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California State Government November 2, 2004 Election
Smart Voter


By Bill L. Jones

Candidate for United States Senator

This information is provided by the candidate
California should pursue a fair but consistent and effective immigration policy by ensuring economic opportunities for legal immigrants, securing our borders, and enforcing our immigration laws.
Bill Jones on Illegal Immigration

October 7, 2004

Today, there are upwards of 15 million undocumented persons living in this country. California alone is estimated to be the home of 3 to 5 million. In a typical year, another 1-2 million people make it past the border into the US.

The waves of illegal immigrants now bring with them increasing numbers of gang members, criminals, drug traffickers, and terrorist group members. Our broken border and immigration policies have facilitated the creation of an extensive network of Coyotes, smugglers, fake ID industries, and assorted operations that prey off this human traffic. This same network now also serves as an unchecked conduit for those who come to harm our nation, our communities, and our families.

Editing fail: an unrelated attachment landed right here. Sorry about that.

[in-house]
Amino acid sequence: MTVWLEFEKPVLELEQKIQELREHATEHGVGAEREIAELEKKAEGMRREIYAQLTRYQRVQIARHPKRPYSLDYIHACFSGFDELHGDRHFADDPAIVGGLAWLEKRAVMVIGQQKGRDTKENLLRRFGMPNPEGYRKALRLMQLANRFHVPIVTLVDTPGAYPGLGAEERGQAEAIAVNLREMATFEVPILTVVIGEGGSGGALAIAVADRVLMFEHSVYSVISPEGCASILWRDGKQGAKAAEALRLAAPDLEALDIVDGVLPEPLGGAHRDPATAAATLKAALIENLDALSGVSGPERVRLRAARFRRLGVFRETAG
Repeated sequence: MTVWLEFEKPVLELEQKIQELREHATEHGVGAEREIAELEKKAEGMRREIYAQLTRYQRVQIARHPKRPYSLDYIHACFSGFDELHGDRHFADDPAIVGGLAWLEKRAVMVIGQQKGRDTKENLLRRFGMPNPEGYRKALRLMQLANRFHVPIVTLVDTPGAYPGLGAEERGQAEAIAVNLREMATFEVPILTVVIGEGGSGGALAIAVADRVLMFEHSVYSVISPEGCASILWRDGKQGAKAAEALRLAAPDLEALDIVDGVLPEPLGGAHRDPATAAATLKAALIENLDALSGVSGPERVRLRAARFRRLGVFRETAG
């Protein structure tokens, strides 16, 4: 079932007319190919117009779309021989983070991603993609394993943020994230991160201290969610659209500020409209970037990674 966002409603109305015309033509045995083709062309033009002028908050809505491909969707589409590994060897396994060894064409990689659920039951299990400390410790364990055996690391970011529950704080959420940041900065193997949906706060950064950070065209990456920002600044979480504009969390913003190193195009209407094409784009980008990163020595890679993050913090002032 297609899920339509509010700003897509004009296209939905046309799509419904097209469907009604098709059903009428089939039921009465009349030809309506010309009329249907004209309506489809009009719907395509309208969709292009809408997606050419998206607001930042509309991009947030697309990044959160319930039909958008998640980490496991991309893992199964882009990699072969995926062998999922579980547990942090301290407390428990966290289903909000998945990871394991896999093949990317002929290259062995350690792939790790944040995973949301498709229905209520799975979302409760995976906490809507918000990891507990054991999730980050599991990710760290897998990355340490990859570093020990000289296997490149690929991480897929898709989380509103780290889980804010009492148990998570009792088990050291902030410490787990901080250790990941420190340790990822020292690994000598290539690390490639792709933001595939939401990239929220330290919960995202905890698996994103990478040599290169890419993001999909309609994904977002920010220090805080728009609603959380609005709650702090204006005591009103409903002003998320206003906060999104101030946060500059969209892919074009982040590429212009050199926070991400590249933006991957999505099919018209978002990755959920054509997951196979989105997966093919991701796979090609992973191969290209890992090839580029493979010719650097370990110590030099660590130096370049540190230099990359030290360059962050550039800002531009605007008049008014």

The tremendous problems associated with illegal immigration will not right themselves on their own. The realities of our post 9/11 world make the consequences of inaction unacceptable.

We need to cut through the rhetoric. The issue before us boils down to the simple question of whether we as nation will enforce our laws or not.

1. Make clear the distinction between legal and illegal immigration. For those who abide by the law, we need to ensure a fair process that leads to citizenship:

  • Our immigration laws need to be based on the goal of naturalization, and not one of temporary economic convenience.

  • We must improve our public schools. Education has always been the ladder used by each immigrant group to higher economic achievement. Public education must remain a viable path of opportunity and that means accountability for results, teacher competency, and adequate funding for both college and vocational paths.